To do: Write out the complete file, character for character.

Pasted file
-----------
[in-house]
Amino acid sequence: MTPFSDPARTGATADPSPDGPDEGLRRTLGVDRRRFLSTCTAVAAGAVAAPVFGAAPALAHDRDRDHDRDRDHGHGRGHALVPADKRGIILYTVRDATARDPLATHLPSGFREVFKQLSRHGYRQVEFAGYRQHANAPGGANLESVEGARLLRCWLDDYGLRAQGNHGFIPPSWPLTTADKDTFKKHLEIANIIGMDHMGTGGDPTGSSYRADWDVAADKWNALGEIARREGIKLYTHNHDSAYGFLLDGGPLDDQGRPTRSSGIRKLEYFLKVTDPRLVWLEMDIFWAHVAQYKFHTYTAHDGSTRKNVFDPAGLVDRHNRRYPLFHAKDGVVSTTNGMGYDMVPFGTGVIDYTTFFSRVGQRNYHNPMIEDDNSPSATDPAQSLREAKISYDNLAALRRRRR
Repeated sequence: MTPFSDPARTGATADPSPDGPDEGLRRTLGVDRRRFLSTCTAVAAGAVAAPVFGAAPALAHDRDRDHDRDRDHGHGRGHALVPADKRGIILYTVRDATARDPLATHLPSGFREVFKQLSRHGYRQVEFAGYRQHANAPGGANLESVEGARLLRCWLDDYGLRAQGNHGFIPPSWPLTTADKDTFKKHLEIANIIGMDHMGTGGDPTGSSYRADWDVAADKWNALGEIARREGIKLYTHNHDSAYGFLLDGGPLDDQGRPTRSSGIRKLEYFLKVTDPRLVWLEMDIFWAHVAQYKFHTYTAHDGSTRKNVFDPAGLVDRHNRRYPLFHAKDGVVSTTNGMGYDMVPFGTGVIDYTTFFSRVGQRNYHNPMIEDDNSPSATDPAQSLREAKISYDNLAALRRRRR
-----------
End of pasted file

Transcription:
[in-house]
Amino acid sequence: MTPFSDPARTGATADPSPDGPDEGLRRTLGVDRRRFLSTCTAVAAGAVAAPVFGAAPALAHDRDRDHDRDRDHGHGRGHALVPADKRGIILYTVRDATARDPLATHLPSGFREVFKQLSRHGYRQVEFAGYRQHANAPGGANLESVEGARLLRCWLDDYGLRAQGNHGFIPPSWPLTTADKDTFKKHLEIANIIGMDHMGTGGDPTGSSYRADWDVAADKWNALGEIARREGIKLYTHNHDSAYGFLLDGGPLDDQGRPTRSSGIRKLEYFLKVTDPRLVWLEMDIFWAHVAQYKFHTYTAHDGSTRKNVFDPAGLVDRHNRRYPLFHAKDGVVSTTNGMGYDMVPFGTGVIDYTTFFSRVGQRNYHNPMIEDDNSPSATDPAQSLREAKISYDNLAALRRRRR
Repeated sequence: MTPFSDPARTGATADPSPDGPDEGLRRTLGVDRRRFLSTCTAVAAGAVAAPVFGAAPALAHDRDRDHDRDRDHGHGRGHALVPADKRGIILYTVRDATARDPLATHLPSGFREVFKQLSRHGYRQVEFAGYRQHANAPGGANLESVEGARLLRCWLDDYGLRAQGNHGFIPPSWPLTTADKDTFKKHLEIANIIGMDHMGTGGDPTGSSYRADWDVAADKWNALGEIARREGIKLYTHNHDSAYGFLLDGGPLDDQGRPTRSSGIRKLEYFLKVTDPRLVWLEMDIFWAHVAQYKFHTYTAHDGSTRKNVFDPAGLVDRHNRRYPLFHAKDGVVSTTNGMGYDMVPFGTGVIDYTTFFSRVGQRNYHNPMIEDDNSPSATDPAQSLREAKISYDNLAALRRRRR